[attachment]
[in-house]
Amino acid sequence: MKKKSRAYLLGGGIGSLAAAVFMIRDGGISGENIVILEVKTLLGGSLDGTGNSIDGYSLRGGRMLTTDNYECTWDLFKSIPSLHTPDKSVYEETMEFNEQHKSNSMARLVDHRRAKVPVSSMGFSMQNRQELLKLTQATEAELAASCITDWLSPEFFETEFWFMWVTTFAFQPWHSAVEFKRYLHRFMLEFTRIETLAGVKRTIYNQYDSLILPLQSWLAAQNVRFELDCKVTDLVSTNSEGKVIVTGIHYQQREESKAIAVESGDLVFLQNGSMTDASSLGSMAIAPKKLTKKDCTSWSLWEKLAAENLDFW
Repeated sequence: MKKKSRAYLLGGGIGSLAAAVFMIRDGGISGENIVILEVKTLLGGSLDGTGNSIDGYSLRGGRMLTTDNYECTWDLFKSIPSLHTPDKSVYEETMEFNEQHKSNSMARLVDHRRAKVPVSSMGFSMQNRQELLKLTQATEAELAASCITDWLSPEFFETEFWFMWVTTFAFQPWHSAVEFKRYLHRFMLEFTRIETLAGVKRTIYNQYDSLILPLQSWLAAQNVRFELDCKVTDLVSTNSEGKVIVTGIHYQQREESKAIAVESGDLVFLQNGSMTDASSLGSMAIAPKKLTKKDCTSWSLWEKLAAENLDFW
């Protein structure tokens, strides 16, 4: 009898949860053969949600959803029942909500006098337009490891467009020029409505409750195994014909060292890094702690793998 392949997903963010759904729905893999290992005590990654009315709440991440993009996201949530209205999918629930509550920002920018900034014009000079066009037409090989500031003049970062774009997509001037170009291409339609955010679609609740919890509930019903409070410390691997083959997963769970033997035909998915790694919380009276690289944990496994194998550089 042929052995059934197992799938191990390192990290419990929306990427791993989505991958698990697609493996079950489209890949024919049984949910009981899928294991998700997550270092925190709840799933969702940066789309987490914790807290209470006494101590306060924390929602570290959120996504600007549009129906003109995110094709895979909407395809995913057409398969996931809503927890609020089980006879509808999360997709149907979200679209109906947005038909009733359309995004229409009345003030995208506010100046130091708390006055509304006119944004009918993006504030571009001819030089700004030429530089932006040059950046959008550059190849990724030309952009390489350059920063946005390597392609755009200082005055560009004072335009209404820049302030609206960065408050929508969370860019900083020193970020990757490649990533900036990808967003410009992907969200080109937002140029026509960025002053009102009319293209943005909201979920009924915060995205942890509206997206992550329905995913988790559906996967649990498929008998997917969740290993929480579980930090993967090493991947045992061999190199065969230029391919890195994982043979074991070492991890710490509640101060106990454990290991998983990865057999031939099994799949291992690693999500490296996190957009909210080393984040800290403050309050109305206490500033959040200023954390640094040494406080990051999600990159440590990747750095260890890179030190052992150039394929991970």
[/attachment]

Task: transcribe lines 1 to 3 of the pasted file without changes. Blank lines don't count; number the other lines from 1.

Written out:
[in-house]
Amino acid sequence: MKKKSRAYLLGGGIGSLAAAVFMIRDGGISGENIVILEVKTLLGGSLDGTGNSIDGYSLRGGRMLTTDNYECTWDLFKSIPSLHTPDKSVYEETMEFNEQHKSNSMARLVDHRRAKVPVSSMGFSMQNRQELLKLTQATEAELAASCITDWLSPEFFETEFWFMWVTTFAFQPWHSAVEFKRYLHRFMLEFTRIETLAGVKRTIYNQYDSLILPLQSWLAAQNVRFELDCKVTDLVSTNSEGKVIVTGIHYQQREESKAIAVESGDLVFLQNGSMTDASSLGSMAIAPKKLTKKDCTSWSLWEKLAAENLDFW
Repeated sequence: MKKKSRAYLLGGGIGSLAAAVFMIRDGGISGENIVILEVKTLLGGSLDGTGNSIDGYSLRGGRMLTTDNYECTWDLFKSIPSLHTPDKSVYEETMEFNEQHKSNSMARLVDHRRAKVPVSSMGFSMQNRQELLKLTQATEAELAASCITDWLSPEFFETEFWFMWVTTFAFQPWHSAVEFKRYLHRFMLEFTRIETLAGVKRTIYNQYDSLILPLQSWLAAQNVRFELDCKVTDLVSTNSEGKVIVTGIHYQQREESKAIAVESGDLVFLQNGSMTDASSLGSMAIAPKKLTKKDCTSWSLWEKLAAENLDFW